UVM Theses and Dissertations
Nagi, Jaspreet Singh
Electrical and Biomedical Engineering
Nanotechnology holds great promise in biomedicine towards new diagnostics, new therapies, and improved patient outcomes. This work explores both the application of a novel nanoparticle in an established field of cancer treatment as well as an investigation of the human health implications of nanoparticles in intravenous applications. First, novel dye-linked zinc oxide nanoparticles (NPs) were investigated for use as photosensitizers (PS) for photodynamic therapy (PDT) due to their excellent thermal- and photo-stability. To overcome the limitations of current cancer treatments, we investigated the effectiveness of ZnO-Dye 847 NPs as a near infrared (NIR) PS in PDT. The NPs were surface modified with poly (ethylene glycol) (PEG) to increase particle biocompatibility and reduce aggregation. The particles produced reactive oxygen species (ROS) upon NIR irradiation in a concentration- and time-dependent manner; the in vitro level of ROS in cancerous cell line MCF-7 was higher than in human endothelial cells. The quantum yield ([eta]) of the new NPs was found to be 40% higher than the current clinically used PS. Due to limited toxicity when coated with PEG, the ability to produce ROS upon NIR irradiation, preferential cytotoxicity, and high [eta] using a NIR lamp with low power density, these novel Dye 847- ZnO NPS hold promise to act as photosensitizers for biomedical applications in PDT.Understanding the potential impact of NPs on human health is a pressing concern due to the promise that these technologies hold in improving diagnosis and therapy. For particles administered intravenously or particles that eventually reach the bloodstream, the endothelial barrier between the blood flow and all other tissues of the body is a key point of interaction. Particles of approximately 20 nm have been identified to induce a mechanism that increases paracellular permeability upon exposure of EC to NPs, known as nanomaterial-induced endothelial leakiness (nanoEL). Our previous studies indicated that calcium (Ca2+) is key in regulating the nanoEL effect, and we hypothesized that exposure to 20 nm NPs leads to activation of a specific Ca2+ ion channel, leading to increased understanding of the mechanism of nanoEL. On addition of antagonist to transient receptor potential vanilloid- type 4 (TRPV4), the intracellular Ca2+ dropped more than 9 times compared to untreated control, indicating the activation of TRPV4 channel upon exposure to 20 nm NPs. This result coupled with our previous work indicated that 20 nm NPs induced nanoEL by activation of the TRPV4 channel in human umbilical vein endothelial cells (HUVEC). Moreover, similar results were achieved with human coronary artery endothelial cells (HCAEC) and human cardiac microvascular endothelial cells (HMVEC-C), deepening our understanding of the size-specific nanoEL effect of 20 nm NPs on Ca2+ internalization. This is a significant finding towards the development of nanoparticle technologies.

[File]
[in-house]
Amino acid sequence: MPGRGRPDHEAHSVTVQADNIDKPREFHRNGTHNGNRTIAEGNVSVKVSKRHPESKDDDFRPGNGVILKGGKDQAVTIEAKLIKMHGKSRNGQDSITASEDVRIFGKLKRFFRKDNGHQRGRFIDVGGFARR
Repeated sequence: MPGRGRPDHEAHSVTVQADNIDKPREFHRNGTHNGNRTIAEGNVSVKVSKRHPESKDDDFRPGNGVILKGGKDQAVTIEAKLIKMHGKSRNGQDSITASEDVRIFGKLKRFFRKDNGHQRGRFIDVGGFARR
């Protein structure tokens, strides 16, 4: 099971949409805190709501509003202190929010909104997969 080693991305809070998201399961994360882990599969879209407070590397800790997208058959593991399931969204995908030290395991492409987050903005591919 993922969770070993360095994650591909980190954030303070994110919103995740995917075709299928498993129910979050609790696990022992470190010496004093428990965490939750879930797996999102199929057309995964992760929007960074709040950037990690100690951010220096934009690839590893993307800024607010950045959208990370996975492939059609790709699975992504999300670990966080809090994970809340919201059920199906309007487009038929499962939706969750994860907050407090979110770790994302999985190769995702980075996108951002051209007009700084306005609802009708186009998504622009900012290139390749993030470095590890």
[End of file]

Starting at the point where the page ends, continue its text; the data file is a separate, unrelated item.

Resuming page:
Access to this item embargoed until 09/19/2023.